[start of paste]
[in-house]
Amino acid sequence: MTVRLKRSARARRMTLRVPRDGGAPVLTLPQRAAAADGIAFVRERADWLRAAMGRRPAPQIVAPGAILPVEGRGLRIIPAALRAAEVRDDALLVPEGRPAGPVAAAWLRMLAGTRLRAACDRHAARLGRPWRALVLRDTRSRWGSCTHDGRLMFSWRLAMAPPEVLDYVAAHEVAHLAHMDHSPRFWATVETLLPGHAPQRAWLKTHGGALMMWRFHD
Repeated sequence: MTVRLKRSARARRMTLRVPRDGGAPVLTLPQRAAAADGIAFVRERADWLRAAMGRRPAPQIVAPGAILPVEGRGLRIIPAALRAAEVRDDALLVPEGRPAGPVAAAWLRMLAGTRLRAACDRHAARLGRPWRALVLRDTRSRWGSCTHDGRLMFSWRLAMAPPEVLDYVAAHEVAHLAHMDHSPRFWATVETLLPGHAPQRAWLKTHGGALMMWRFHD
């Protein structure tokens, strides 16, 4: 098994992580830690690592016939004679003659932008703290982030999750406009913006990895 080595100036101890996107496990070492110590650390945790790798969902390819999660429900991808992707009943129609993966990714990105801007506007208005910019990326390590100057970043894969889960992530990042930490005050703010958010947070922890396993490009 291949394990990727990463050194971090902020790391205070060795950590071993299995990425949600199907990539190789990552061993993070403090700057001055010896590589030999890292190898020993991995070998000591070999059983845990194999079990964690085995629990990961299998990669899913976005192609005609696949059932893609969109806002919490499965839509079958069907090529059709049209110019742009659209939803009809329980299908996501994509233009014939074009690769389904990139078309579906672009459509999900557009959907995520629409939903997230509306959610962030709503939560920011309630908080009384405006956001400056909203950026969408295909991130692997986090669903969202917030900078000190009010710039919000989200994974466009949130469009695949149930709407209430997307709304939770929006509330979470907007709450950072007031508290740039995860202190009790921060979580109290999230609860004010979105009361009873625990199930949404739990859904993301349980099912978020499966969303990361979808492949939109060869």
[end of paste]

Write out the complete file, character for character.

[in-house]
Amino acid sequence: MTVRLKRSARARRMTLRVPRDGGAPVLTLPQRAAAADGIAFVRERADWLRAAMGRRPAPQIVAPGAILPVEGRGLRIIPAALRAAEVRDDALLVPEGRPAGPVAAAWLRMLAGTRLRAACDRHAARLGRPWRALVLRDTRSRWGSCTHDGRLMFSWRLAMAPPEVLDYVAAHEVAHLAHMDHSPRFWATVETLLPGHAPQRAWLKTHGGALMMWRFHD
Repeated sequence: MTVRLKRSARARRMTLRVPRDGGAPVLTLPQRAAAADGIAFVRERADWLRAAMGRRPAPQIVAPGAILPVEGRGLRIIPAALRAAEVRDDALLVPEGRPAGPVAAAWLRMLAGTRLRAACDRHAARLGRPWRALVLRDTRSRWGSCTHDGRLMFSWRLAMAPPEVLDYVAAHEVAHLAHMDHSPRFWATVETLLPGHAPQRAWLKTHGGALMMWRFHD
């Protein structure tokens, strides 16, 4: 098994992580830690690592016939004679003659932008703290982030999750406009913006990895 080595100036101890996107496990070492110590650390945790790798969902390819999660429900991808992707009943129609993966990714990105801007506007208005910019990326390590100057970043894969889960992530990042930490005050703010958010947070922890396993490009 291949394990990727990463050194971090902020790391205070060795950590071993299995990425949600199907990539190789990552061993993070403090700057001055010896590589030999890292190898020993991995070998000591070999059983845990194999079990964690085995629990990961299998990669899913976005192609005609696949059932893609969109806002919490499965839509079958069907090529059709049209110019742009659209939803009809329980299908996501994509233009014939074009690769389904990139078309579906672009459509999900557009959907995520629409939903997230509306959610962030709503939560920011309630908080009384405006956001400056909203950026969408295909991130692997986090669903969202917030900078000190009010710039919000989200994974466009949130469009695949149930709407209430997307709304939770929006509330979470907007709450950072007031508290740039995860202190009790921060979580109290999230609860004010979105009361009873625990199930949404739990859904993301349980099912978020499966969303990361979808492949939109060869």